BRUSSELS (Reuters) - European Union antitrust regulators have approved an alliance planned by world No. 1 container shipping company AP Moller-Maersk and another that includes Japan’s largest shipper Nippon Yusen Kaisha aimed at tackling excess capacity.
Maersk unveiled the proposed tie-up with Switzerland-based MSC Mediterranean Shipping Company and France’s CMA CGM [CMACG.UL], called the P3, in March.
The companies agreed to pool about 250 ships which will operate on three trade routes, Asia-Europe, trans-Pacific and trans-Atlantic in order to cut costs.
That deal followed a Far East-Europe alliance called G6, which was set up in late 2011 and includes Nippon Yusen Kaisha, and triggered scrutiny from the European Commission.
The EU watchdog said on Tuesday it did not plan to take any action against either alliance.
“At this stage, the Commission does not intend to open proceedings in relation to P3 or G6,” said Antoine Colombani, Commission spokesman for competition policy.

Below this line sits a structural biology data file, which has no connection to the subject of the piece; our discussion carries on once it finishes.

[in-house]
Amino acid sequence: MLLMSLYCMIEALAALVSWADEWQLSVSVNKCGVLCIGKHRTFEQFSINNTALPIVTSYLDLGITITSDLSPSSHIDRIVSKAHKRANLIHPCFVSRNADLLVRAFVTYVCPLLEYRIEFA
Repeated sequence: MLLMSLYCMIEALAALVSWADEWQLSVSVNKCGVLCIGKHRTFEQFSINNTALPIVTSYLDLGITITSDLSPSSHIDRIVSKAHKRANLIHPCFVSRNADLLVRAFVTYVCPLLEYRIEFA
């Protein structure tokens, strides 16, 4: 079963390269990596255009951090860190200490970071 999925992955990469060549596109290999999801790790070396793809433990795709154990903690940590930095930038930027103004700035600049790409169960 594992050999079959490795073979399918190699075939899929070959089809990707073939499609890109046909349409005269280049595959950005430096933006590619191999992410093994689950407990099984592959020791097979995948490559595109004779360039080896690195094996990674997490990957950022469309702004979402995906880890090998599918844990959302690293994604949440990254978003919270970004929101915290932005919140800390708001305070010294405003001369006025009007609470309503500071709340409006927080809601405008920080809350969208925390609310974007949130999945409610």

“The Commission will follow market developments and will remain vigilant as regards any risks for competition that may arise from the implementation of P3 or G6. The Commission will consider intervening if necessary,” he said.
U.S. regulators cleared the P3 in March.
The G6 is made up of world No. 5 Hapag-Lloyd [HPLG.UL], APL, Hyundai Merchant Marine, Mitsui O.S.K. Lines, Nippon Yusen Kaisha and Orient Overseas Container Line.
The partnership has more than 90 ships in nine services calling at more than 40 ports in Asia, Europe and the Mediterranean.
Reporting by Foo Yun Chee; Editing by Erica Billingham